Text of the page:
Reverend Dr. William H. Curtis

20 Then Jacob made a vow (promise), saying, “If God will be with me and will keep me on this journey that I take, and will give me food to eat and clothing to wear, 21 and if [He grants that] I return to my father’s house in safety, then the Lord will be my God. 22 This stone which I have set up as a pillar (monument, memorial) will be God’s house [a sacred place to me], and of everything that You give me I will give the tenth to You [as an offering to signify my gratitude and dependence on You]”.

Genesis 28:20-22 AMP

Jacob was on his way to Haran, a couple of days into a journey that will take him over 500 miles on foot. He is on his way to fulfill his father’s request to take a wife from the people of his homeland, preserving the heritage of the family line.

Weary from the steps of his journey, Joseph is aware that he is also carrying the weight of holding the responsibility of continuing the covenant relationship between God and his family and his people. Additionally he is shackled with the burden of the knowledge that his trickery has so enraged his twin brother that Esau wants to kill him. Jacob knows that his life is in serious danger.

Have you wandered your journey of life under the weight of stress? Do you understand how weary the steps become when you are carrying the burden of circumstances, some of which have been the result of your own mishandlings? Can you relate to plight of a man whose journey seems never-ending?

Jacob approaches the end of his day, feeling far enough from home that he can afford the luxury to pause and rest. He has carved a moment of safety and security, a moment where he places a stone beneath him and lays his head for some well-earned peace. But his head is the only thing that is still. His mind races out of control, invading his dreams.

Jacob sees, through the picture of his dream, a stairway stretching from heaven to earth. Angelic creatures ascend and descend the steps of the great staircase past the stars. The images of the dream are not strange to Jacob. People of the area grew up with a blend of reality and mythological teaching. The beliefs of most understood their deities would descend from the heavens to their temple via such stairways. The location of such a dream established a sacred space.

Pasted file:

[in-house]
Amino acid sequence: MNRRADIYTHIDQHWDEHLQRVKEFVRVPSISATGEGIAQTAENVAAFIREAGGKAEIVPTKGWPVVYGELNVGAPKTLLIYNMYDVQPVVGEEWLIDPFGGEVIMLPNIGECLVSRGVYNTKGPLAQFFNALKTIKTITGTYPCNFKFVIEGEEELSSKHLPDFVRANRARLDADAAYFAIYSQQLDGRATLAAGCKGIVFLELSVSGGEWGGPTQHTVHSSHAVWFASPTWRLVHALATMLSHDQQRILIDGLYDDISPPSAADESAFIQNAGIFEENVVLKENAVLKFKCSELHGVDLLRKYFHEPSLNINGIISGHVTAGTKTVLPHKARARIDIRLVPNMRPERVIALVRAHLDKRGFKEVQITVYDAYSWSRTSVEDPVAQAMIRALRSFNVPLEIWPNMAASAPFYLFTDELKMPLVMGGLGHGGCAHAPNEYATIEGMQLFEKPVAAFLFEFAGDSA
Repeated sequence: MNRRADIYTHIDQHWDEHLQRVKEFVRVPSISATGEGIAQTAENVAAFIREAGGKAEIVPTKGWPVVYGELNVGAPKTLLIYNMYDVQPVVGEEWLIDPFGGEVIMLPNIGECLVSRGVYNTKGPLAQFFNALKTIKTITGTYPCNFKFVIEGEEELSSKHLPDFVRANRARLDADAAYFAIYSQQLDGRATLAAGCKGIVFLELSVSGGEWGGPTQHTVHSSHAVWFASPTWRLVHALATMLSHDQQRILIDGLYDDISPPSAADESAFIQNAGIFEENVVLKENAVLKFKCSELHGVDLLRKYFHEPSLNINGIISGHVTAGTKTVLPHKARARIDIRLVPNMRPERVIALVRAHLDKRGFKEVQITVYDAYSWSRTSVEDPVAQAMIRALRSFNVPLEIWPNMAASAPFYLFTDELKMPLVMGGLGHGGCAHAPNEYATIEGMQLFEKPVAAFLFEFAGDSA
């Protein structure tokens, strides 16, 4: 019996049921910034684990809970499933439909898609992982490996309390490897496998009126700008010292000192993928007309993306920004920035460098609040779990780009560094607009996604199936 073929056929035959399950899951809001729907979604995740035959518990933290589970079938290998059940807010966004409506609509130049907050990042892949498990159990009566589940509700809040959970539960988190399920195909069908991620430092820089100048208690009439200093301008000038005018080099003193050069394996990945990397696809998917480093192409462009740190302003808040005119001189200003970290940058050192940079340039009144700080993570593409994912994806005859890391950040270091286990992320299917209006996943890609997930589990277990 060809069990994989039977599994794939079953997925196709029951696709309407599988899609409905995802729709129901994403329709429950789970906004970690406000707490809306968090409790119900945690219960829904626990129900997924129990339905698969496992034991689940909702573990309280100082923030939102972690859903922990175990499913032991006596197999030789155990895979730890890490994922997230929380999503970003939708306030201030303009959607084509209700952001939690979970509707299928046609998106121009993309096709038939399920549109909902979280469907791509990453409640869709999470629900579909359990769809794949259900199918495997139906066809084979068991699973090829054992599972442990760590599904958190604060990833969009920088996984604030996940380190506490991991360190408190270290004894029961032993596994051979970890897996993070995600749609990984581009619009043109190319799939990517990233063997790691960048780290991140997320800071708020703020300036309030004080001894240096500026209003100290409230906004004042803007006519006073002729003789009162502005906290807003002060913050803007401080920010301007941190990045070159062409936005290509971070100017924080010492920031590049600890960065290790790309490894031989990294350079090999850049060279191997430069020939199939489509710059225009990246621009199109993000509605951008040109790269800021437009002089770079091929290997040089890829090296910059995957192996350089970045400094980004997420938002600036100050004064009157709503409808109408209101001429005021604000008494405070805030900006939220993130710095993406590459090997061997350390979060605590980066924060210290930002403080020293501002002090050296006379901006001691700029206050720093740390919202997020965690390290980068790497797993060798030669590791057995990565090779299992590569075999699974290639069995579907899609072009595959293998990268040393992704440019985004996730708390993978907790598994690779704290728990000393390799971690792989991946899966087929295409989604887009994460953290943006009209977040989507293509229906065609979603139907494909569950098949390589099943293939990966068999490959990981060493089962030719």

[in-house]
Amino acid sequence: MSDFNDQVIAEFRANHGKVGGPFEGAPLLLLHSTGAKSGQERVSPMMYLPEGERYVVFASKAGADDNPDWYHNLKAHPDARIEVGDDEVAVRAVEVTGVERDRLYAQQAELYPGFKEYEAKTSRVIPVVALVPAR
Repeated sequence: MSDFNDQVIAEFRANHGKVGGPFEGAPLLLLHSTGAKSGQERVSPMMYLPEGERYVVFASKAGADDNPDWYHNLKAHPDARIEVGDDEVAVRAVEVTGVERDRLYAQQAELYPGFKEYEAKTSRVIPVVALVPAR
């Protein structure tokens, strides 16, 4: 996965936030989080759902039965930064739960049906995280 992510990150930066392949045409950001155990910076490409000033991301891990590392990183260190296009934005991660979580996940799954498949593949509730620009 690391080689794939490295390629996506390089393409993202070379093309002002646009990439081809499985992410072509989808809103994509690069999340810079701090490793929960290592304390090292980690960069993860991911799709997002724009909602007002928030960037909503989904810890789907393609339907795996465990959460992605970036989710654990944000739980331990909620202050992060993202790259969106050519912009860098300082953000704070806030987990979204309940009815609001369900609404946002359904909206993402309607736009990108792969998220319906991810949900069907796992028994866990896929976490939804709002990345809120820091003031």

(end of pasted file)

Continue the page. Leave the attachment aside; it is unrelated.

God showed Jacob through the dream that He does not need a stairway to reach His people. God tells Jacob three things in the dream. First, “I will protect you.” Next, God shows Jacob, “I will provide for you.” Finally, God reveals, “I will return you safely to your father’s home.”

Jacob awakens from the dream realizing he has had an encounter with God. He in turn makes God three promises. Jacob assures God 1) I promise to live my life devoted to You; 2) I dedicate the place where this takes place and name it Beth-el, “the house of God;” and then 3) I promise that no matter what I accumulate from this point on, I will offer ten percent of it back to God.

Jacob chose to demonstrate the pledge of his heart, the devotion of his spirit, and the commitment of his life by the tithe of his possessions. The only promise of action he makes to God is the promise to give God a portion of how he has been blessed. Jacob understood his possessions were a result of God keeping His part of the covenant.

Charles Spurgeon focused on the heart of the matter when he said, “Give to God as you love, but then measure your love by your gift.”

Jacob never allowed himself to believe that he could live as a part of a covenant, breech his responsibilities in the covenant, and yet still expect to benefit from its blessings. Jacob made a pledge on our behalf. He did not need to be reminded to keep his part of the agreement. He fulfilled it throughout his life and passed it on to the next generation.

Can we dare to do any less?